Validity of the findings

1. To examine the validity of the finding from Experiment 1, more details are needed regarding the “hierarchical cluster analysis” method. For example, how the Euclidean distance was considered was not explicitly described in the current manuscript.


Basic reporting

The Introduction could use some additional sources besides the authors own work, but otherwise comprehensive and complete.

Experimental design

The procedures could be more clearly explained and technical jargon defined for others who wish to reproduce the findings.

Validity of the findings

The data could have been stronger, but I believe that an outlier procedure could be used to strengthen the results.

Additional comments

This study examined the semantic relationship between taste words and round vs pointy shapes (like bouba and kiki stimuli) to see whether they might have similar underlying meanings that associate them together. There were two experiments conducted. The first was a qualitative examination of subjective ratings for taste words and shapes of objects. The results suggested that the taste word “sweet” and “rounded” objects were more likely to be associated, while “bitter, sour, and salty” were associated with “angular” objects. The second experiment was a quantitative response time and accuracy experiment that examined the congruency effects between taste words and shapes of objects. The results showed faster response times and greater accuracy for taste words when matching to shapes compared to shapes when being matched to taste words.

Major Concerns:

I feel like the introduction focused primarily on the work of the authors. For instance, Gallace, Boschin, and Spence did some nice work on the taste of the bouba and kiki effect that might be necessary to mention. What about other crossmodal correspondances? Also, since there were such large samples in each of the experiments (102 in Exp1; 253 in Exp2), I am surprised that the authors did not conduct any gender or age-related effects. For example, the age range in Exp 2 was 18-73 years. One question that comes to mind is, “could experience influence these semantic relationships?” Surely the 73 year old has decades more experience than the 18 years old. On a more fundamental level, should a 73 year old and 18 year old both be included in a data set examining response time? Research has shown that older individuals slow down their response time, therefore potentially dampening any effects found. Indeed there were effects that were borderline reported. Was there an outlier procedure performed? Last, one potential confound might be that the words used could have been verbalized by participants (either aloud or using their inner voice). Might it be possible that the sounds of sweet are round and the sounds of sour are angular?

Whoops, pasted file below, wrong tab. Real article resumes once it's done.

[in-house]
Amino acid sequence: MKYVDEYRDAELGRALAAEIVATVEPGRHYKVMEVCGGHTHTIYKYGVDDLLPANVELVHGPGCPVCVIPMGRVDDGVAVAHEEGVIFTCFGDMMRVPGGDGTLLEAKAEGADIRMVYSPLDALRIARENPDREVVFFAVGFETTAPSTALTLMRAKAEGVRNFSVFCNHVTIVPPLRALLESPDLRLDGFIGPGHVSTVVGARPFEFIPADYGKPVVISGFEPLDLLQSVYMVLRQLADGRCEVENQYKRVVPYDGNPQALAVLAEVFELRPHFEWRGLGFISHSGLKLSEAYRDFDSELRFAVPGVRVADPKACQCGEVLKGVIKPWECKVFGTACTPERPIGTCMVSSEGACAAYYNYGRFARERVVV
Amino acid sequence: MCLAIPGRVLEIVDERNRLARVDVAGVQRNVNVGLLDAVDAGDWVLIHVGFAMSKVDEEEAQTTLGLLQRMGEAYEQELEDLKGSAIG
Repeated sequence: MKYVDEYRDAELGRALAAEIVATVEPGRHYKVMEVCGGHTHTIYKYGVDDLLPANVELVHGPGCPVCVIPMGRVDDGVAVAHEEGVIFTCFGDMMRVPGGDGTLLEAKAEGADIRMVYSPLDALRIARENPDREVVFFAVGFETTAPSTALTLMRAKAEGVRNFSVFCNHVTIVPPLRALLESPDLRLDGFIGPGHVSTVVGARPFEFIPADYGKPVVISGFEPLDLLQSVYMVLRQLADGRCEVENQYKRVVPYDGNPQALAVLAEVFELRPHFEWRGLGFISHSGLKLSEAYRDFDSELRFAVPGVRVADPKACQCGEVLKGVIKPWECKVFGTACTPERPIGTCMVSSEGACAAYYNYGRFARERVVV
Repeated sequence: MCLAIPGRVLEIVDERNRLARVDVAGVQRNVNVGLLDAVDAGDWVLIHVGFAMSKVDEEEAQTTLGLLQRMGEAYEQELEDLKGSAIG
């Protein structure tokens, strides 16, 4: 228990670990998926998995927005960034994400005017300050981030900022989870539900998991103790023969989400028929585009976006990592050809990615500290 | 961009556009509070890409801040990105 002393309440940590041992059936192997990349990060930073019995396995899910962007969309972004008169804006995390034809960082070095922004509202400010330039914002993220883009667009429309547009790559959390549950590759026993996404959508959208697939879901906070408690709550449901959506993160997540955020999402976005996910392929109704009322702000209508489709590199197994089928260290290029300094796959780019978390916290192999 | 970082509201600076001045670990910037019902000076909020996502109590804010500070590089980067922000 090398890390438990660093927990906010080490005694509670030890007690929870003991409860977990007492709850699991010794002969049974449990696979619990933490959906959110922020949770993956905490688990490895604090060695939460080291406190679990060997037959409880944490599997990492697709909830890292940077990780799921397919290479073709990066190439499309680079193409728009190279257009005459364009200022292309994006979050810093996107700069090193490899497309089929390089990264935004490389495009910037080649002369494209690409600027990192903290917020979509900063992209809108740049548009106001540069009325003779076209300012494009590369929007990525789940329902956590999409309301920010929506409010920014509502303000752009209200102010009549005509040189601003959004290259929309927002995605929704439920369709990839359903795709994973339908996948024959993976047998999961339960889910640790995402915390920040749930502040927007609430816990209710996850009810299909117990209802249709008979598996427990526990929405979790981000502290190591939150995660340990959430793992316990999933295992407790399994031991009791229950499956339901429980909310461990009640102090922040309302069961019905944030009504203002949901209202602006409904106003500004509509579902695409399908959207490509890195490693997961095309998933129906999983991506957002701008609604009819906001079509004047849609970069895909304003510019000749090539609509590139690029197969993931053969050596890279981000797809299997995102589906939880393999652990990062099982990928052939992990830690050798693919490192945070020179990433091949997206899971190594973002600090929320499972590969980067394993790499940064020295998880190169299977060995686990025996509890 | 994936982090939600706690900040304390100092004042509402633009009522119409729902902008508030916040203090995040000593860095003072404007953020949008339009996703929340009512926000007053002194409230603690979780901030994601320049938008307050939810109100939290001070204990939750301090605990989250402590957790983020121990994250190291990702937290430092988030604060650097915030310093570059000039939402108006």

I have three sort of general things that I believe would strengthen this paper and allow it to have a greater impact:
1) Include more examples. One positive aspect of this topic is that the reader can actually part-take in the study through examples.
2) Conduct more analyses to make the findings stronger. As they stand, the effects are weak, while the conclusion the authors make is strong. In fact, the conclusions might be too strong.